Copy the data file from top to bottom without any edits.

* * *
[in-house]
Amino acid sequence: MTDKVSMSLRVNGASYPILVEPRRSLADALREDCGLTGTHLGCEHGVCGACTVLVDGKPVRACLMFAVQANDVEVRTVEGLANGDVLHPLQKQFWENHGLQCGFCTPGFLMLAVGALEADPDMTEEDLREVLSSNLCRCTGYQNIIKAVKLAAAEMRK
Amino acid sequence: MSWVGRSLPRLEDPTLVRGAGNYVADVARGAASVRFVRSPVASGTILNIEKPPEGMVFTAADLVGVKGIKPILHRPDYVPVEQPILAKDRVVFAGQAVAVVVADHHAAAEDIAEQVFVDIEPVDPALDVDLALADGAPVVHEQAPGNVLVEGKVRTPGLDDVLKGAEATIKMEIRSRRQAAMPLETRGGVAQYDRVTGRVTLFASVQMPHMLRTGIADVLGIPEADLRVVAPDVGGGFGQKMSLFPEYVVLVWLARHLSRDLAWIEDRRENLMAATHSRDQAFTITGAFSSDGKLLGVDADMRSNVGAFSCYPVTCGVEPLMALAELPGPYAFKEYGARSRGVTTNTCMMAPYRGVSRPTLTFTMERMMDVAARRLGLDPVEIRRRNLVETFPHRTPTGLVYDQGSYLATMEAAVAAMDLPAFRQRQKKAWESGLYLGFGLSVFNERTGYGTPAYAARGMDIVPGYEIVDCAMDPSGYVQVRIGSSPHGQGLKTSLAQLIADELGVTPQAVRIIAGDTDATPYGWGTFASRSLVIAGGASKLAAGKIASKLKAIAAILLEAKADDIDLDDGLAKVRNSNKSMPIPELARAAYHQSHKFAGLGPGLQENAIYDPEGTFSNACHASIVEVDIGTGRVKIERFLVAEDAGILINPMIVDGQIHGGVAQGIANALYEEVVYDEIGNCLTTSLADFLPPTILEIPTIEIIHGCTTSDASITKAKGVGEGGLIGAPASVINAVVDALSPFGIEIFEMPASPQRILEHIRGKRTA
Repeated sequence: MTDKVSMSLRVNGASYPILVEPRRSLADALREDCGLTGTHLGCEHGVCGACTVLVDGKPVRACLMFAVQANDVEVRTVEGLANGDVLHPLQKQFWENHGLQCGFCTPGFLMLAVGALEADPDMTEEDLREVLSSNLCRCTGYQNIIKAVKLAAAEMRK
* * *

[in-house]
Amino acid sequence: MTDKVSMSLRVNGASYPILVEPRRSLADALREDCGLTGTHLGCEHGVCGACTVLVDGKPVRACLMFAVQANDVEVRTVEGLANGDVLHPLQKQFWENHGLQCGFCTPGFLMLAVGALEADPDMTEEDLREVLSSNLCRCTGYQNIIKAVKLAAAEMRK
Amino acid sequence: MSWVGRSLPRLEDPTLVRGAGNYVADVARGAASVRFVRSPVASGTILNIEKPPEGMVFTAADLVGVKGIKPILHRPDYVPVEQPILAKDRVVFAGQAVAVVVADHHAAAEDIAEQVFVDIEPVDPALDVDLALADGAPVVHEQAPGNVLVEGKVRTPGLDDVLKGAEATIKMEIRSRRQAAMPLETRGGVAQYDRVTGRVTLFASVQMPHMLRTGIADVLGIPEADLRVVAPDVGGGFGQKMSLFPEYVVLVWLARHLSRDLAWIEDRRENLMAATHSRDQAFTITGAFSSDGKLLGVDADMRSNVGAFSCYPVTCGVEPLMALAELPGPYAFKEYGARSRGVTTNTCMMAPYRGVSRPTLTFTMERMMDVAARRLGLDPVEIRRRNLVETFPHRTPTGLVYDQGSYLATMEAAVAAMDLPAFRQRQKKAWESGLYLGFGLSVFNERTGYGTPAYAARGMDIVPGYEIVDCAMDPSGYVQVRIGSSPHGQGLKTSLAQLIADELGVTPQAVRIIAGDTDATPYGWGTFASRSLVIAGGASKLAAGKIASKLKAIAAILLEAKADDIDLDDGLAKVRNSNKSMPIPELARAAYHQSHKFAGLGPGLQENAIYDPEGTFSNACHASIVEVDIGTGRVKIERFLVAEDAGILINPMIVDGQIHGGVAQGIANALYEEVVYDEIGNCLTTSLADFLPPTILEIPTIEIIHGCTTSDASITKAKGVGEGGLIGAPASVINAVVDALSPFGIEIFEMPASPQRILEHIRGKRTA
Repeated sequence: MTDKVSMSLRVNGASYPILVEPRRSLADALREDCGLTGTHLGCEHGVCGACTVLVDGKPVRACLMFAVQANDVEVRTVEGLANGDVLHPLQKQFWENHGLQCGFCTPGFLMLAVGALEADPDMTEEDLREVLSSNLCRCTGYQNIIKAVKLAAAEMRK